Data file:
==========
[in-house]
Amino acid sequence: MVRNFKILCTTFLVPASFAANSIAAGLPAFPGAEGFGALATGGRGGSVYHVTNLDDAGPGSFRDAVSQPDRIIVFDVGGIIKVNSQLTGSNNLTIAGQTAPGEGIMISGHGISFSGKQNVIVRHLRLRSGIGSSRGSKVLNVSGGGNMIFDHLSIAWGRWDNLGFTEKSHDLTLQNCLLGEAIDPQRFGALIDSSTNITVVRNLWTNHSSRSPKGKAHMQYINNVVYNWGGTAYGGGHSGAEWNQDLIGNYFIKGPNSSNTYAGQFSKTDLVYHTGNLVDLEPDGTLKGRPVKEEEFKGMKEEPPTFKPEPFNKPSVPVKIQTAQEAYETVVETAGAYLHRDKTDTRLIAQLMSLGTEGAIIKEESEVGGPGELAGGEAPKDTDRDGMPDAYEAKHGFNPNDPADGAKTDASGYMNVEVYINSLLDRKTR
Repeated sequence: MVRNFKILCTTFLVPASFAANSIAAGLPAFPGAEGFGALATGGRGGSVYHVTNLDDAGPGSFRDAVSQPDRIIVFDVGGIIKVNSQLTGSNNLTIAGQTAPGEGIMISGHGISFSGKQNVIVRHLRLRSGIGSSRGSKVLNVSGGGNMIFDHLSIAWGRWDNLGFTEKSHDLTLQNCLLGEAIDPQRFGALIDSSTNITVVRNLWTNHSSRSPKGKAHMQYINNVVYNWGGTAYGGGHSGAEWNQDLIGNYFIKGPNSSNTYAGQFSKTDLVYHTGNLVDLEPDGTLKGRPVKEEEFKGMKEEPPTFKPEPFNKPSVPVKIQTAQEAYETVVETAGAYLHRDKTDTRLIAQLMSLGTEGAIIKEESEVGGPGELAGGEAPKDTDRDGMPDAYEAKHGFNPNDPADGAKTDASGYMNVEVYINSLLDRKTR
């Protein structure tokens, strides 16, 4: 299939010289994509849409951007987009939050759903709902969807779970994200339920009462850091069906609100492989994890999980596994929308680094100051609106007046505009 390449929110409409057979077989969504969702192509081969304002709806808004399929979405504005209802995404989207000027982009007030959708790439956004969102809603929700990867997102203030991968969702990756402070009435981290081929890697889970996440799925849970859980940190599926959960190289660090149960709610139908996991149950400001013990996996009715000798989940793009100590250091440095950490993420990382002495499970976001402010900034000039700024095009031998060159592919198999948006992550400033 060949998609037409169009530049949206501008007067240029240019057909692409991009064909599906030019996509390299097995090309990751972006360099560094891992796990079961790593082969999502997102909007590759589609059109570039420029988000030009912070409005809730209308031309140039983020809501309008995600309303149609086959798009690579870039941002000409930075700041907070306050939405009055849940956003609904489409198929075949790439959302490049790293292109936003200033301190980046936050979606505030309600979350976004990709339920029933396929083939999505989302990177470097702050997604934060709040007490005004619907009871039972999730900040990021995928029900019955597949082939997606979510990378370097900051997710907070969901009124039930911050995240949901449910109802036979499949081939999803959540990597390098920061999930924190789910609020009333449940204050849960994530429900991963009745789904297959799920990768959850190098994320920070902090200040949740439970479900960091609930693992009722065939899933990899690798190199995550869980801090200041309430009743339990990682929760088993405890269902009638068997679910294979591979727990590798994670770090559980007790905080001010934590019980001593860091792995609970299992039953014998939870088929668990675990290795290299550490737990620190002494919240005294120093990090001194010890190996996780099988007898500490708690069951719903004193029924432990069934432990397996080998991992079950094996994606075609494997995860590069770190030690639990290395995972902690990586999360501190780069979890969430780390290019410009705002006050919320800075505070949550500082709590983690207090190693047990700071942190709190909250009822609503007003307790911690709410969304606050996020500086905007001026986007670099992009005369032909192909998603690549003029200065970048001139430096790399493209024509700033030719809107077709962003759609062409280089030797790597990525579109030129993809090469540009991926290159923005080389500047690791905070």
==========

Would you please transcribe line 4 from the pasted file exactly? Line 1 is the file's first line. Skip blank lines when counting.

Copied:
């Protein structure tokens, strides 16, 4: 299939010289994509849409951007987009939050759903709902969807779970994200339920009462850091069906609100492989994890999980596994929308680094100051609106007046505009 390449929110409409057979077989969504969702192509081969304002709806808004399929979405504005209802995404989207000027982009007030959708790439956004969102809603929700990867997102203030991968969702990756402070009435981290081929890697889970996440799925849970859980940190599926959960190289660090149960709610139908996991149950400001013990996996009715000798989940793009100590250091440095950490993420990382002495499970976001402010900034000039700024095009031998060159592919198999948006992550400033 060949998609037409169009530049949206501008007067240029240019057909692409991009064909599906030019996509390299097995090309990751972006360099560094891992796990079961790593082969999502997102909007590759589609059109570039420029988000030009912070409005809730209308031309140039983020809501309008995600309303149609086959798009690579870039941002000409930075700041907070306050939405009055849940956003609904489409198929075949790439959302490049790293292109936003200033301190980046936050979606505030309600979350976004990709339920029933396929083939999505989302990177470097702050997604934060709040007490005004619907009871039972999730900040990021995928029900019955597949082939997606979510990378370097900051997710907070969901009124039930911050995240949901449910109802036979499949081939999803959540990597390098920061999930924190789910609020009333449940204050849960994530429900991963009745789904297959799920990768959850190098994320920070902090200040949740439970479900960091609930693992009722065939899933990899690798190199995550869980801090200041309430009743339990990682929760088993405890269902009638068997679910294979591979727990590798994670770090559980007790905080001010934590019980001593860091792995609970299992039953014998939870088929668990675990290795290299550490737990620190002494919240005294120093990090001194010890190996996780099988007898500490708690069951719903004193029924432990069934432990397996080998991992079950094996994606075609494997995860590069770190030690639990290395995972902690990586999360501190780069979890969430780390290019410009705002006050919320800075505070949550500082709590983690207090190693047990700071942190709190909250009822609503007003307790911690709410969304606050996020500086905007001026986007670099992009005369032909192909998603690549003029200065970048001139430096790399493209024509700033030719809107077709962003759609062409280089030797790597990525579109030129993809090469540009991926290159923005080389500047690791905070």